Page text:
Poplar (Populus spp.), as a model plant in trees, is extensively used in studies of tree morphology, physiology, biochemistry, ecology, genetics and molecular biology [19], [20]. A wide range of genomic and genetic resources is now available in the species, including an EST database [21], genome sequence and annotation from P. trichocarpa [22]. Previously, it was found that two duplicated PtrDFR genes are present in the P. trichocarpa genome [23]. Furthermore, a DFR mRNA was isolated from P. tremuloides, and its expression induced wounded leaves in aspen [7]. Phytochemical assays revealed that CT concentrations were significantly increased in wounded leaves. It suggested that CT synthesis is an inducible defense response in trembling aspen. However, the DFRs' functions in the biosynthetic pathway of other flavonoids, such as anthocyanidins, remain unclear.

In this study, we isolated two full-length mRNAs of PtrDFR1 and PtrDFR2, which encode DFR isoenzymes from P. trichocarpa. The expression profiles of PtrDFRs were investigated in various tissues of P. trichocarpa. Both PtrDFR1 and PtrDFR2 were overexpressed in tobacco (Nicotiana tabacum cv Xanthi) and Chinese white poplar (P. trichocarpa Carr.), and their potential biological functions in the flavonoid biosynthetic pathways were investigated.

Materials and Methods

Plant materials and bacterial strains

Poplar plants were grown in the greenhouse at 26°C under 14/10h photoperiod with supplemental light (reached 600 footcandles). Individual tissues, including leaf, stem, root and petiole, were harvested separately and frozen in liquid nitrogen until further processing. Transgenic tobacco (N. tabacum cv Xanthi) and P. tomentosa Carr. (clone 73) were grown under the same conditions.

Escherichia coli strain DH5α was used as the recipient for transformation, genetic manipulation and production of plasmid DNA for sequencing. Agrobacterium tumefaciens strain LBA4404 was used as the disarmed vector for the transformation of tobacco and poplar.

Isolation of total RNA and cloning of PtrDFR cDNAs from P. trichocarpa

Total RNA was isolated from frozen tissues of poplar (P. trichocarpa) plants using RNeasy Plant Mini Kit (Qiagen, Germany) following the manufacturer's instructions with a modification as we reported previously [24]. The leaves and petioles were excised from stems and included the fourth (young) and fifth (old) internodes from the top of the stems (1 m height). Samples from at least five stems were pooled for analysis. First-strand cDNA was synthesized from 2 µg of DNase-treated RNA with RT-AMV transcriptase (TaKaRa, Dalian, China) in a total volume of 20 µL by using oligo (dT) at 42°C for 30 min. The ORF of PtrDFRs was obtained by reverse transcription-PCR (RT-PCR) with 2 µl of cDNA from the roots, by using PtrDFR1-F: 5′-GCGAGCTCGATGGGAACAGAAGCTGAAAC-3′ (as forward primer, the SacI site is in italics) and PtrDFR1-R: 5′-GCGGATCCGTGGAACAATCAGGACGCAG-3′ (as reverse primer, the BamHI site is in italics) for PtrDFR1, and using PtrDFR2-F: 5′-GCGAGCTCCATGGGAGTAGAAGTTGAAAC-3′ (as forward primer, the SacI site is in italics) and PtrDFR2-R: 5′-GCGGATCCAAACTAAAGGGCCTCAGAATC-3′ (as reverse primer, the BamHI site is in italics) for PtrDFR2. The PCR reaction was carried out with Pfu DNA polymerase (TaKaRa, Dalian, China) in a total volume of 50 µl at 94°C for 5 min; 35 cycles of 94°C for 30 s; 56°C for 30 s; and 72°C for 2 min; followed by a final extension of 72°C for 7 min. The A tail was added to the PCR product, which was then cloned into pGEM-T easy vector according to the manufacturer's instructions (Promega), and the correct reading frame of the resulting construct was confirmed by sequencing. The PCR product was cloned into the SacI and BamHI sites of the plant binary vector pBI121. The resulting vectors, p35S:PtrDFR1 and p35S:PtrDFR2, with PtrDFR ORFs driven by the cauliflower mosaic virus 35S (CaMV 35S) promoter and the NPTII gene as a plant-selectable marker conferring kanamycin resistance were transferred into A. tumefaciens strain LBA4404 by the freeze-thaw method.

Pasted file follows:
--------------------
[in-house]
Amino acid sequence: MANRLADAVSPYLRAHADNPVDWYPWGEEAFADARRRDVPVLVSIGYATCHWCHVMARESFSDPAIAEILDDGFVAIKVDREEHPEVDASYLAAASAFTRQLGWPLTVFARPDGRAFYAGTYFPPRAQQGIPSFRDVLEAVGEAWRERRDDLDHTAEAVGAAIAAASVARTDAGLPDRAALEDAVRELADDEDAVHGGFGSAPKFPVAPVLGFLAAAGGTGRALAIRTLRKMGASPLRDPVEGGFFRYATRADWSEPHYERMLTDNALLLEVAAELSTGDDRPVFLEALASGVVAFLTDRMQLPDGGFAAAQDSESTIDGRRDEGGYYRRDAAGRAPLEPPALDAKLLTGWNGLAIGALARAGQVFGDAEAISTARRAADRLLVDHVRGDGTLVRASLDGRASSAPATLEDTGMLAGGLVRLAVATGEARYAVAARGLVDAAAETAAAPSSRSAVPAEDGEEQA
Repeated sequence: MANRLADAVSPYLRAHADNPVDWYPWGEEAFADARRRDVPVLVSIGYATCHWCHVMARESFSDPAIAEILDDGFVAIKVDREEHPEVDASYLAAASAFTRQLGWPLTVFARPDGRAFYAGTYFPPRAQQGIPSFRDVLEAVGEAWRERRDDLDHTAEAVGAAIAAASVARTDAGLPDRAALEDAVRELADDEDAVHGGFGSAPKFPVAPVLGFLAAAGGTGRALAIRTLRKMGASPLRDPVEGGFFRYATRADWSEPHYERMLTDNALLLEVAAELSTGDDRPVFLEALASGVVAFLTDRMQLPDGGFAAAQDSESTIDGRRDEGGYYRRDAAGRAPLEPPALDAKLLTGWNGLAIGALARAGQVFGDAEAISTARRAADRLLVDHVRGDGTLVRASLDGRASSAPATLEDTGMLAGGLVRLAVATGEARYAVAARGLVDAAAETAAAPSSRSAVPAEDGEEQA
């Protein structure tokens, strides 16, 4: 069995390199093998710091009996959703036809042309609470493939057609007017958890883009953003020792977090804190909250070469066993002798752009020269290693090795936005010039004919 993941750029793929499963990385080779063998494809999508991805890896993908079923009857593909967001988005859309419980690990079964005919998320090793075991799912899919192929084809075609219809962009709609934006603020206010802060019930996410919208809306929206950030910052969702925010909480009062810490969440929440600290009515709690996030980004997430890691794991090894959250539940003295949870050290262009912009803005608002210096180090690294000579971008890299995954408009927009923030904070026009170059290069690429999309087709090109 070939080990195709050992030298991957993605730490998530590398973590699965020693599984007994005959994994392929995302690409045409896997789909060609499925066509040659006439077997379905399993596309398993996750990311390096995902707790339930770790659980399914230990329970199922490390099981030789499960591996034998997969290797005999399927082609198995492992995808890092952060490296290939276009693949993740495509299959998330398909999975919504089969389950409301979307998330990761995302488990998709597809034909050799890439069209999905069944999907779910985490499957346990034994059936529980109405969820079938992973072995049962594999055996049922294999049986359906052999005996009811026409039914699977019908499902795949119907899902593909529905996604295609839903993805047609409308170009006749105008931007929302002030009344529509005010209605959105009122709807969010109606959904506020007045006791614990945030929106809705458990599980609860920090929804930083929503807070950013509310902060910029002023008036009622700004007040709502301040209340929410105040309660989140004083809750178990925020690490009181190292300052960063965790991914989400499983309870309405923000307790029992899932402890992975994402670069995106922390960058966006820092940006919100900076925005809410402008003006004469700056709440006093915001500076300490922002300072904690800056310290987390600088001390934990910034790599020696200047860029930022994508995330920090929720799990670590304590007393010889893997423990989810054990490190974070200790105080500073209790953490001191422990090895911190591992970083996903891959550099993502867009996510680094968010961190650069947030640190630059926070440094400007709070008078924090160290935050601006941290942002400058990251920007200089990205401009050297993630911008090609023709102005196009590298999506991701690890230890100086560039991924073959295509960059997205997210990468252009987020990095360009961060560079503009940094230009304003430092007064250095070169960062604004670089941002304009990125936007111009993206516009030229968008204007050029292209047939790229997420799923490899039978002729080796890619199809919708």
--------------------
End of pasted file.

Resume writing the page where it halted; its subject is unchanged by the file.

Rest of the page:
Transformation of tobacco plants

For tobacco transformation, Agrobacterium strain LBA4404 containing the binary vector was incubated in liquid YEP medium supplemented with 200 µM acetone-syringone [25], [26] at 28°C with constant shaking (200 rpm) until the culture reached an optimal density of approximately 0.6–0.8 at 600 nm. The A. tumefaciens culture was then diluted with an equal volume of liquid Murashige and Skoog medium [27]. Leaf discs from N. tabacum Xanthi were transformed as described previously [28]. Transformed plants were grown on Murashige and Skoog medium with 100 mg l−1 kanamycin under long day conditions (18/6 h photoperiod) at 25°C. Only one bud was picked from each explant to ensure independent transformants. Antibiotic-resistant plants were maintained as transgenic lines, and plantlets were transplanted to soil.

Transformation of poplar plants

Transgenic Chinese white poplar (P. tomentosa Carr. clone 73) plants were generated by Agrobacterium-mediated transformation as described previously [29]. Recombinant Agrobacterium was used to infect poplar leaf discs, and putative transgenic plants were grown and selected on woody plant medium (WPM) [30] with 100 mg l−1 kanamycin. Rooted plantlets were acclimatized in pots at 25°C in a 16/8 h photoperiod and then transferred to the greenhouse for further studies.